This Week at the FDA: Senate User Fee Increase, Novavax Briefing Papers and CDRH Retract PHE Guidance
Welcome to another episode of This Week at FDA, your weekly source for updates — big and small — about the FDA, drug and medical device regulation, and what we read on the web. This week, we learned that the Senate Committee on Health, Education, Labor, and Pensions (HELP) will annotate its version of the FDA user fee reauthorization bill next week. We also got a preview of briefing materials for the upcoming FDA advisory committee meeting to review Novavax’s COVID-19 vaccine. Additionally, we’ve seen the FDA’s Device Center withdraw one of its pandemic-era guidance on the impact of COVID-19 on formal meetings and user fee requests for devices. medical.
Next Wednesday, the Senate HELP Committee will meet hold an executive session to tag his version of the FDA user fee reauthorization package, the Food and Drug Administration Safety and Historic Advancements Act (FDASLA). The markup comes just weeks after the House Energy and Commerce Committee voted to bring forward its House Upstairs User Fee bill for review.
FDA reviewers found the Novavax vaccine offered a “reduced risk of mild to severe COVID-19 occurring at least 7 days after the second round of primary vaccinations”, ahead of vaccines and related biologics (VRBPAC) Meet tuesday. The reviewers also flagged a possible risk of myocarditis in vaccine recipients. STAT and Reuters learn more about the information documents.
On COVID-19 vaccines, Pfizer and BioNTech have would have have completed their Emergency Use Authorization (EUA) request to expand the use of their mRNA vaccine to children 6 months to 4 years of age, following Moderna’s similar request submitted end of April.
The FDA also issued a notice this week stating that it was withdraw an orientation first released in June 2020 which gave sponsors an additional 180 days before automatically withdrawing their premarket request. At the time, the agency said that due to the COVID-19 pandemic, it was relaxing requirements to give sponsors more time, but as the pandemic began to abate, the FDA decided that she had to return to the pre-pandemic situation.
We also read this interview in Night policy with FDA social media director Brad Kimberly on some of the agency’s tweets during the pandemic. It’s an interesting look at how the agency approaches public communication on health issues, many of which are “science-intensive messaging” and “complicated messaging” in ways that are sometimes humorous or light.
Moreover, we learned that federal investigators will examine the FDA’s response to the infant formula crisis that stemmed from Abbott Nutrition’s infant formula recall following an inspection of its Sturgis, Michigan facility earlier this year. The recall led to critical infant formula shortages across the country and prompted the Biden administration and the FDA to act to improve the supply of infant formula.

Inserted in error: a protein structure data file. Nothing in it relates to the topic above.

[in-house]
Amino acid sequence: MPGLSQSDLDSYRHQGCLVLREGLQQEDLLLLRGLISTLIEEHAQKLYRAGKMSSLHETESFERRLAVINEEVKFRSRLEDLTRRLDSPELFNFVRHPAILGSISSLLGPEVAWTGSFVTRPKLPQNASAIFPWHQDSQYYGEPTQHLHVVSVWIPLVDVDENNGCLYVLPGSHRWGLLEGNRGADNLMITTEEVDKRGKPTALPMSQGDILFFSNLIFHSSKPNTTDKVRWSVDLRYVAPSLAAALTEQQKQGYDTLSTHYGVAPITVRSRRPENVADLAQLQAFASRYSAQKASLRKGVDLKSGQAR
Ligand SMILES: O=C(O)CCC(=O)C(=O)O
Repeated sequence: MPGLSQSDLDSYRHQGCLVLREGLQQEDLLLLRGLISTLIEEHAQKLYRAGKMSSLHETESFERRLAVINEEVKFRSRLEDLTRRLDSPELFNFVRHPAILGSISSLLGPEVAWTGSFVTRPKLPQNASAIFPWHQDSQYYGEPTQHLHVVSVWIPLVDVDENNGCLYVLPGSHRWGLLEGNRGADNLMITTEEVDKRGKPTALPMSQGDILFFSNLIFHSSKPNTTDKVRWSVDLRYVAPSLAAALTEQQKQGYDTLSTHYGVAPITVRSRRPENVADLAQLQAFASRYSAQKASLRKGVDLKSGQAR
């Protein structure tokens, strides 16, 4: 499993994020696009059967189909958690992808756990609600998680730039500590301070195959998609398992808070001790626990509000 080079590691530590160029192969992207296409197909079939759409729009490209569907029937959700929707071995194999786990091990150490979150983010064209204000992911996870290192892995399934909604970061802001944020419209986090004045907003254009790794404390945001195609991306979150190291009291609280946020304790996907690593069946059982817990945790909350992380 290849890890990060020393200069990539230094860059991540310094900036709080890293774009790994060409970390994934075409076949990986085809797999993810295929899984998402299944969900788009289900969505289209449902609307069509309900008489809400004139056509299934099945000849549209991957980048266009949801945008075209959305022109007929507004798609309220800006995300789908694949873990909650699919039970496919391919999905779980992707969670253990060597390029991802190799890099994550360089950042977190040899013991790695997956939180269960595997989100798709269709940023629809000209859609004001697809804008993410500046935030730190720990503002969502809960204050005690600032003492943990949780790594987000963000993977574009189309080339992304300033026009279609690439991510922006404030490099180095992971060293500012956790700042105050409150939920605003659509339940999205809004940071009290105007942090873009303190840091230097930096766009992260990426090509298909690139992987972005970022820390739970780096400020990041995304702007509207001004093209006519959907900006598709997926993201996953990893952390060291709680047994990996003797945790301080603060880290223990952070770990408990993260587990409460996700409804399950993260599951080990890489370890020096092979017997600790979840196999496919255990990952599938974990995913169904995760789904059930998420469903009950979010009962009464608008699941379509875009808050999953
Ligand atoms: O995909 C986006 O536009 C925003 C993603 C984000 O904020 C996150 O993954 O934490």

Medicines and biologicals
This week we saw two new warning letters sent to companies regarding deviations from Human Cells, Tissues and Cellular and Tissue-Based Products (HCT/Ps) regulations and registration and registration issues. registration of drugs. The FDA is long warning letter to OsteoLife Biomedical I LLC cites numerous issues with the company’s processing of HCT/P that could pose a risk of contamination or cross-contamination of its products or equipment. The agency too warned Grimann SA de CV for submitting “conflicting information between the labeling and the electronic registration file” for its product Derofen Miel (NDC 81660-435).
We also saw three responses to FDA requests notice of non-compliance to submit clinical trial information to ClinicalTrails.gov. The agency sent four letters of notice of non-compliance to trial sponsors advising them of their obligation to submit clinical trial results to the online repository, and the letters appear to be having an impact, as the agency absolved the three first sponsors she wrote to. of any concerns.
This week, the FDA released a cybersecurity alert for a multitude of Illumina next-generation sequencing instruments. The agency said a vulnerability in the devices could allow malicious hackers to remotely take control of diagnostic products, change how the products work, and potentially alter patient data. Illumina has released a patch for the devices and is working with the agency and the Cybersecurity and Infrastructure Security Agency (CISA) to continue to resolve the issues.
Earlier in the week, the two top officials from the Center for Devices and Radiological Health (CDRH) gave an update on how the center fared during the pandemic and the fact that they are starting to return to some normality. They noted that starting June 1, CDRH will be accepting all non-COVID-19 in vitro diagnostic pre-submissions that have been put on hold so the agency can allocate resources to the pandemic.
The FDA has also decided to classify two types of medical devices in Class II (special controls). Both types of devices include non-implanted electrical stimulation devices for the management of premature ejaculation and coronary heart disease risk indicators that use acoustic heart signals.
Additionally, the FDA announcement a Class I recall of the stent covered by Atrium Medical Corporation’s iCast due to potential balloon or catheter hub separation. The agency said the recall affected nearly 70,000 devices in the United States and it had received 75 injury complaints related to the issue.
Speaking of reminders, MedtechDive reviewed the FDA’s first-quarter device recalls, which rose largely due to BD’s massive recall of its catheter port connectors, which affected some 288 million devices.
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